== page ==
The Central Bank of Nigeria (CBN) has said there is a $2.5 billion tomato supply gap that needs to be bridged in order to fully prime Nigeria a world-beater in tomato production.
Calling on investors to key into the tomato value chain, CBN Governor, Mr. Godwin Emefiele said that the apex bank was ready to back investors willing to scale up investments in the value chain.
Emefiele gave the assurance at the launch of the Tomato Jos Farming and Processing Ltd factory located in Kaduna State.
AgroNigeria had earlier reported that the firm in partnership with the Kaduna state government has set out to boost tomato paste production in Nigeria. The project is also backed by the CBN through its Entrepreneurial Agriculture and Capacity Development Programme.
In Emefiele’s remarks, “The annual production in Nigeria is estimated at about 1.701 million tonnes while annual consumption is estimated at 2.93 million tonnes. This leaves an annual supply shortfall of more than 1.2 million tonnes valued at about $2.5 billion annually, which is met through importation and smuggling.”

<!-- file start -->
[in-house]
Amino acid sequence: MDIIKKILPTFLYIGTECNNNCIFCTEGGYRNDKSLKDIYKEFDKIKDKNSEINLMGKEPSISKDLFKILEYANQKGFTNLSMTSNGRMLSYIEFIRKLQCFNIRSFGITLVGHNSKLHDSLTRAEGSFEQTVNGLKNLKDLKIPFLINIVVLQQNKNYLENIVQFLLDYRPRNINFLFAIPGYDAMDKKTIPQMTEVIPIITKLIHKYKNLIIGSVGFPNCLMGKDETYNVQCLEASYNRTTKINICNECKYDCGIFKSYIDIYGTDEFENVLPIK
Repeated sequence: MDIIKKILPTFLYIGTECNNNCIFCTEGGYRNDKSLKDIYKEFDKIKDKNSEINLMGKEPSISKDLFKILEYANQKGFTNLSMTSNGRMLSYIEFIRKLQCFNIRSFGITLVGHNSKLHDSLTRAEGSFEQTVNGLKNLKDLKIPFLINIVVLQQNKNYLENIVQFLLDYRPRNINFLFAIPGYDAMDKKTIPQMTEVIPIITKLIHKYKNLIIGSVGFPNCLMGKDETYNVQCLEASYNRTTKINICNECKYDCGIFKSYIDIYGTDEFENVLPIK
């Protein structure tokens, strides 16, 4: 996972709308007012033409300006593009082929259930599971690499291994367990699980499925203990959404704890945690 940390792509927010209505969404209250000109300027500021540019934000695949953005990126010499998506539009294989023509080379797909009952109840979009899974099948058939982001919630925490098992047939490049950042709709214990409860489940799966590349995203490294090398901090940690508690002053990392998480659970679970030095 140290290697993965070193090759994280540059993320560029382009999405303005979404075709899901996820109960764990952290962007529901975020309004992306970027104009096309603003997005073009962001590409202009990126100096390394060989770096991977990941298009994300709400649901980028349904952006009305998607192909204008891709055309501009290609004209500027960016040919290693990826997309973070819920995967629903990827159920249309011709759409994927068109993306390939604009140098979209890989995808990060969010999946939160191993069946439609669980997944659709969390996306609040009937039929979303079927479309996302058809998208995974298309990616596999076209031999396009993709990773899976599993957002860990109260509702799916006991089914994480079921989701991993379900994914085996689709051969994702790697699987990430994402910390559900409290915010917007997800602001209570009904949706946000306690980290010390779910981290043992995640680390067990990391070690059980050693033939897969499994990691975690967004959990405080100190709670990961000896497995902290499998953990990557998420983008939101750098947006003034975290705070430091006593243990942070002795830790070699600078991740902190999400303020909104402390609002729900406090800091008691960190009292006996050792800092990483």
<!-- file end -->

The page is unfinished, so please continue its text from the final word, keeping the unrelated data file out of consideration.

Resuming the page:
“Tomato is among the commodities that play an important role in the demand for forex in the economy. This, therefore, calls for a holistic approach in tackling these and other related challenges bedeviling the tomato value chain,” he added.
The Bank’s Governor also recalled that the CBN had excluded importers of 41 items from accessing foreign exchange at the Nigerian forex markets to thrive local production.
He disclosed that the establishment of the Commodity Champion model has aided the production of more tomatoes and the strengthening of the end-to-end linkages in the value chain from input supplies to the consumer.
He further noted that the initiative has helped with the mobilization and validation of about 140,848 farmers from different Tomato Farmers Associations across 25 states in Nigeria.
“They are to be financed under the Anchor Borrowers’ Programme (ABP) where they would be linked to proximal processors where applicable, or financed to produce fresh fruits for direct consumption, which constitutes the largest use of tomato in Nigeria,” Emefiele said.